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Vocalist Bessie Smith's musical career, spanning 1923-33, has been collected in a new 10-CD box set, Bessie Smith: The Complete Columbia Recordings.
Recorded shortly before the 1927 floods that devastated the Mississippi River valley, Bessie Smith had written "Back Water Blues" in sympathy with flood victims she'd encountered near Cincinnati months earlier, who, the story goes, asked her to bear witness to their pain. Even so, having a song ready for folks along the Mississippi just when they needed some empathy speaks to her mythic power — her ability to give voice to her listeners' tribulations and yearnings.
In the 1920s, Bessie Smith was a colossus who straddled jazz and blues. For all the acclaim she still gets, over time she's been marginalized a bit in either field — like she's too jazzy for blues people and vice versa. But Smith played a decisive role in shaping early jazz: horn players who worked with her learned a lot about bluesy feeling and inflections, a raspy vocalized sound, and the economical statement. She helped brass players in particular to find their own individual styles, as personal as singing voices.
The horn players who answered her plaintive phrases might respond with sympathy, mockery, or sarcastic sweetness — they stretched their own rhetorical range. She found Louis Armstrong a little too aggressive in support, more in it for himself. But he and Bessie sound great together on the "St. Louis Blues." Fred Longshaw's wheezy harmonium conjures up a little country church.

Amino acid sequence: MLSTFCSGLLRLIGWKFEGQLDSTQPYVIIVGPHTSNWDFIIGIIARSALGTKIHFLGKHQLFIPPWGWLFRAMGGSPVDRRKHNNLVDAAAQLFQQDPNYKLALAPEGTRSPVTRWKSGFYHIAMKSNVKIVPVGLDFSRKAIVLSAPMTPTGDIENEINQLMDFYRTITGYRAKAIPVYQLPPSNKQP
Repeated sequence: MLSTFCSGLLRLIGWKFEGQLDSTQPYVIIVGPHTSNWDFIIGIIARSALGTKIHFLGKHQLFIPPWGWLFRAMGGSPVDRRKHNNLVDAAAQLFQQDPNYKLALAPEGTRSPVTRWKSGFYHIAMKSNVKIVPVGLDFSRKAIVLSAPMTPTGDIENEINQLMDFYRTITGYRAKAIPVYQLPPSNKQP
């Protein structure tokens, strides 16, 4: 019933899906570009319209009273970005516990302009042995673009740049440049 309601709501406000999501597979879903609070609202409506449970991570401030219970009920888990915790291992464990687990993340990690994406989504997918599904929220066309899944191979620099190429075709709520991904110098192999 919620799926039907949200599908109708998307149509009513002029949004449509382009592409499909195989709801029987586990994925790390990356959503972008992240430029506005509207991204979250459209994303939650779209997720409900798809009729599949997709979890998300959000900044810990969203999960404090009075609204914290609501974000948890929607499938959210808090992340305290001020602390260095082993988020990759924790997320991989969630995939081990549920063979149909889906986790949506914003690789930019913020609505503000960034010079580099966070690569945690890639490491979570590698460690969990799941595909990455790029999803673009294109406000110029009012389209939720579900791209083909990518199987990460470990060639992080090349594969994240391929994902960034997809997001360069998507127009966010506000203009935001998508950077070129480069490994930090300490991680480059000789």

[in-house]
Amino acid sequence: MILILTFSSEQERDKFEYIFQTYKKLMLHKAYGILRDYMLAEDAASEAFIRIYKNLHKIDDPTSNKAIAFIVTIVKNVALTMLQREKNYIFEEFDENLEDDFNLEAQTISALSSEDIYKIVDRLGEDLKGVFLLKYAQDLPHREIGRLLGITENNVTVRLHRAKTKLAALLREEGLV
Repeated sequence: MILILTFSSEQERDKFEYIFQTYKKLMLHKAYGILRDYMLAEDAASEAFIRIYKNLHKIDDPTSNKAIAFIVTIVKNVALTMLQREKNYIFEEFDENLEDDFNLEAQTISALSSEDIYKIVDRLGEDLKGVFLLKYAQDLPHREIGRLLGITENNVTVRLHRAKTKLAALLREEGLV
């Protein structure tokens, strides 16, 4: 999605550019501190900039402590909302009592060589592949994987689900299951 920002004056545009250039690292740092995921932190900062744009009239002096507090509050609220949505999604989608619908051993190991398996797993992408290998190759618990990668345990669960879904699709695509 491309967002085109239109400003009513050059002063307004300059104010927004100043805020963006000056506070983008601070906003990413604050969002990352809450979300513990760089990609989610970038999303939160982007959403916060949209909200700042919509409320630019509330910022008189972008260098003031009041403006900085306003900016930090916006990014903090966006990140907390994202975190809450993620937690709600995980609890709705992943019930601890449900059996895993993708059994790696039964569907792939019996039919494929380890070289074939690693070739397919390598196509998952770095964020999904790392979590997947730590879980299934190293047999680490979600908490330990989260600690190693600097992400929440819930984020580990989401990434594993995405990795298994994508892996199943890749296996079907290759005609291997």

There are many less daunting Smith compilations around, but the remastered sound here is mostly quiet and clear, and immersing yourself in her sides helps you get past the primitive recording to the music itself. Tracking her session by session, you hear her style evolve.
As a live performer, Smith was famous for bellowing to a theater's back rows and balcony. But by the later 1920s, she'd learned how to use the recording studio. She could lower the volume without diminishing her power. This is the Bessie Smith who influenced the young Billie Holiday, whose own early sides a few years later have a similar playful quality.
Even modernized a bit, Smith's blues began sounding old fashioned by the end of the 1920s; her recording career was almost over. (The Great Depression didn't help.) But she left the music very different from when she began recording. She no longer had to coax musicians into bluesy expressionism; now they carried her. Bessie Smith's last recordings from 1933 marked a changing of the guard, with newcomers like saxophonist Chu Berry and clarinetist Benny Goodman on board. Four years later, she died after a grisly road accident near Clarksdale, Miss.: the cradle of the man-with-guitar country blues that had replaced her theatrical kind. Even her exit had its mythic sides.